Pour the oil into a large dutch oven or heavy-bottomed pot over medium-high heat, and when it shimmers, brown the beef in batches, if necessary. Don’t crowd the pan or you won’t get a good sear on them. Add oil by teaspoonfuls if the pan gets too dry. Remove the browned beef to a bowl with tongs and set aside.
Turn the heat to medium and add the onion, bay leaves, red pepper flakes, paprika, and 1 1/4 teaspoons salt. Cook, scraping up any browned bits on the bottom of the pan and add a teaspoon of water or oil if the pan gets too dry (I didn’t have this problem at all). Cook until the onion is soft and transparent – about 6 minutes. You don’t want the onion to char.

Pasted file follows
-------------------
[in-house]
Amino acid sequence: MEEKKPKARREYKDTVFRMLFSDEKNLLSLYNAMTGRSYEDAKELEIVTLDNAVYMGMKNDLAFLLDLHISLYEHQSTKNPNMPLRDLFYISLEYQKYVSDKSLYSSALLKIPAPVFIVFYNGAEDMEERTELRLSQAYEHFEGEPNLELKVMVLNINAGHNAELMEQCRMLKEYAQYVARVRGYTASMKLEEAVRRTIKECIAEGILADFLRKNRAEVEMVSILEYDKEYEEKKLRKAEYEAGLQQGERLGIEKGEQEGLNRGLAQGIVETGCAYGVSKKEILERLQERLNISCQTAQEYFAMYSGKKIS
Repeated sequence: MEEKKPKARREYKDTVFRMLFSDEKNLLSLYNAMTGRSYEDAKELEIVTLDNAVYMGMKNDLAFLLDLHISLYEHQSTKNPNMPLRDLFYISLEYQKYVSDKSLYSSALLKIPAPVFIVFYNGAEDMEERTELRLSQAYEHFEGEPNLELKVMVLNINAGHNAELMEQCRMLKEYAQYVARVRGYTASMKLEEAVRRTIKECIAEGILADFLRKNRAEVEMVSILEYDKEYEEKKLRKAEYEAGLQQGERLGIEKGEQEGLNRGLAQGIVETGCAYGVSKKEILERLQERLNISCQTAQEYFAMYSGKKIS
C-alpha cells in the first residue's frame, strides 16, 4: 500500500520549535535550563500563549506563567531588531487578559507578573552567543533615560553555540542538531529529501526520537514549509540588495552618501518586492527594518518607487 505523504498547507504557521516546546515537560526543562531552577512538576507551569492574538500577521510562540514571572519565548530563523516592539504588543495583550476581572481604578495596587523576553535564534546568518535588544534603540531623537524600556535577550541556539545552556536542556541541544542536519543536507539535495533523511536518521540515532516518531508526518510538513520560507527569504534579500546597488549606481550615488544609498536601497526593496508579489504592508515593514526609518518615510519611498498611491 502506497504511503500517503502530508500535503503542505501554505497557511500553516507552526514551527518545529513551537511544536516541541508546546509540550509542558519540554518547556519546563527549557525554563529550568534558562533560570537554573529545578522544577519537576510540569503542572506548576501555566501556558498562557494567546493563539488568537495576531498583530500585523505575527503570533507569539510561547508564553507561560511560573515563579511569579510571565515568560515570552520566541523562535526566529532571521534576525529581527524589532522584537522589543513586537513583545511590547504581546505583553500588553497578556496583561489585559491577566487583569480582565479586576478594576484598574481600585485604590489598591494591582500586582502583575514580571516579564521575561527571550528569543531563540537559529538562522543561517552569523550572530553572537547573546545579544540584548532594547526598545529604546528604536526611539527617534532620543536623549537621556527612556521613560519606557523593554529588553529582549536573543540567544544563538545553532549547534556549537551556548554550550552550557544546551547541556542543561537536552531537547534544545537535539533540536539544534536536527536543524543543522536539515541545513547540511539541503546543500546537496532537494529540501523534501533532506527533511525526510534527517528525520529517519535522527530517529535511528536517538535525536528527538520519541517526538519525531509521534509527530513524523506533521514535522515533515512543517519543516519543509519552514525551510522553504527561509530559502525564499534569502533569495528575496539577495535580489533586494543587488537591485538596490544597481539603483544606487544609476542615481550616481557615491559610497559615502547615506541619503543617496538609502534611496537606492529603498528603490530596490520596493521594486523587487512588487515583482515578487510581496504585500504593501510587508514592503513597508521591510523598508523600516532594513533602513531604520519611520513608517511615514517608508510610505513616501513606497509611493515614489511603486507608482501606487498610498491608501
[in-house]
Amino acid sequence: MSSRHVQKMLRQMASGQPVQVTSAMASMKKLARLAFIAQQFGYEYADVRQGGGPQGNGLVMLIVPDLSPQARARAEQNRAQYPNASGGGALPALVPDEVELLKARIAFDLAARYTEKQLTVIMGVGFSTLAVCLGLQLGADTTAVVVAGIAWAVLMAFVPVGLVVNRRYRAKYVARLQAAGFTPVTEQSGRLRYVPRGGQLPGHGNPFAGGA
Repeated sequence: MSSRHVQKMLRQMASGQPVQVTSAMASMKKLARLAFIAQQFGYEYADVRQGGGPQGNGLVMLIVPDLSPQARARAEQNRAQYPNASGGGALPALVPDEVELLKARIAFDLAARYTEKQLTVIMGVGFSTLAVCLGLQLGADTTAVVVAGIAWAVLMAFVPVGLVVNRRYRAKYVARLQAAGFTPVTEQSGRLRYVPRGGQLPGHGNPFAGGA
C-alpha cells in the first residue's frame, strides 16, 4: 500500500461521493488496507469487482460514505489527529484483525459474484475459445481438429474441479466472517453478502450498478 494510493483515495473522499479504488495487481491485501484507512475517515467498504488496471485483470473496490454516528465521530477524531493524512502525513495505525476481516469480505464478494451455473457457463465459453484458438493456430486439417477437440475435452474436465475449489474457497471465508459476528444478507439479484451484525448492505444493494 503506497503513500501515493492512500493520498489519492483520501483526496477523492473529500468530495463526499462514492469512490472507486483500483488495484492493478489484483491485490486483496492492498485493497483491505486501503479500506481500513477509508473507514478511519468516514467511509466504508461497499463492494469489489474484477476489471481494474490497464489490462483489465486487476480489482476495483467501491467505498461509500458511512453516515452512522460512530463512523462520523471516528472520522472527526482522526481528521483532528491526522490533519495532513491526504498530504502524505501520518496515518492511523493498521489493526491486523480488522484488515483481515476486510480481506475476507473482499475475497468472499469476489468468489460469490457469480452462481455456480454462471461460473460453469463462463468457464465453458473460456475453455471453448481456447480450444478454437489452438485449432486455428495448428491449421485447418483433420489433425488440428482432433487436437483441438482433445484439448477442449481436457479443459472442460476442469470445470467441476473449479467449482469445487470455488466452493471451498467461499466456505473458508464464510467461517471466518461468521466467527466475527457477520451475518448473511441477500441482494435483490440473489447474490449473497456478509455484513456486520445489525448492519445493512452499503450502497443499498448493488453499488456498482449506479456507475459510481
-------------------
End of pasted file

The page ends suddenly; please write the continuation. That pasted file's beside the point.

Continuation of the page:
Add 1 quart (aka 4 cups) of water and the tomatoes, return the beef to the pan, and cover. When the soup simmers gently, uncover and reduce the heat to low. Cook, stirring occasionally, until the meat is tender – about an hour. Add the okra and continue cooking until the okra is just tender – about 25 minutes.
The Lee Brothers suggest removing the bay leaves and salting and peppering to taste, but I just let us salt & pepper at the table and left the bay leaves in there. I figured we could eat around them just as easily as I could dig around in that big pot to find them. I also wanted them to stay in to continue to season the leftovers.
The soup ribs were probably a little too fatty, and I wish I had trimmed them up a bit before using them.
The soup was still somehow not really greasy, and was SO good.
Okra may be my favorite vegetable.
And this soup may be my new favorite soup! It was hearty and felt very fall-ish without weighing you down like a chili or other wintry soups. It was somehow light but hearty at the same time.